'Time to hear what two local estate agents think of the bungalow.'
My first impression is it's a beautifully-built property, very high standard of finish.
Nicely secluded away from the road.
Perhaps a bit over spec for the area.
But when you get here, it's a lovely result.
I saw the plot of land before the property was built.
They've made best use of the space for its intended use.
The ground floor layout is very wide, very spacious, very open.
The outside space will include a tarmaced driveway, ramps for the gentleman who is going to live here,
and a patio space at the back, all paved, beautifully done.
As a self-contained area the upstairs works well. But if it was a traditional build,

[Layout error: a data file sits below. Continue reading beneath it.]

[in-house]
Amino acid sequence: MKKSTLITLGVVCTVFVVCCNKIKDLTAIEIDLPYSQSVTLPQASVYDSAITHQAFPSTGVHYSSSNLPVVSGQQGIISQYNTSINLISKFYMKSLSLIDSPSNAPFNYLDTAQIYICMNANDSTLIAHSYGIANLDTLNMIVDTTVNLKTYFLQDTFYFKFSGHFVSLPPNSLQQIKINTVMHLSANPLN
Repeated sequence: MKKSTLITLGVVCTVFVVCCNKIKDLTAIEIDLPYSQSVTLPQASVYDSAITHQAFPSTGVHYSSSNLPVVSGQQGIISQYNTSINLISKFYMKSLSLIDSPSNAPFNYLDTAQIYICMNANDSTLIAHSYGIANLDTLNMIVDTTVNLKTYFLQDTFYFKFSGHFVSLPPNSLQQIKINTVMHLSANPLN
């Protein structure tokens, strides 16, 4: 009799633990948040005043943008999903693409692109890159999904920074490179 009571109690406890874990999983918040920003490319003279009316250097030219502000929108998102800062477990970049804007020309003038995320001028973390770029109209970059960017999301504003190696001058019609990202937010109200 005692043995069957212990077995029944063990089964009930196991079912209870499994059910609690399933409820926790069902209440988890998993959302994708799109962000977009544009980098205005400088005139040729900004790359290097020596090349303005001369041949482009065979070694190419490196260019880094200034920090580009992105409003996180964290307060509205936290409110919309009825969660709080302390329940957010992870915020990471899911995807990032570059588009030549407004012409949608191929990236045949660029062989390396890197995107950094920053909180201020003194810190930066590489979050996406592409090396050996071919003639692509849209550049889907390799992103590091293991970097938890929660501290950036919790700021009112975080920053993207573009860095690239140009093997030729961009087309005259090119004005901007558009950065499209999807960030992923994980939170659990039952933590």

the room sizes would probably be too large. But for its intended use, it works very well.
'The building plot cost £135,000 and they've spent £150,000 getting the house built.
'Making a total of £285,000. What could it now be worth?'
The resale value of this property would be in the region of £240,000 to £250,000.
On resale value, in line with other properties in the area and its size,
I see a resale value of £240,000 to £250,000.
'No profit, but that's not what this project has been about.'
We didn't do it for financial gain. We wanted to build it for Paul, and that's what it's for.
So I hope it is going to be a social hub for Paul.
He's 30 now, so he's spent 30 years of his life in Kennington.
All the neighbours, the shopkeepers, he's very well-known,
so hopefully lots of people will drop in and see him.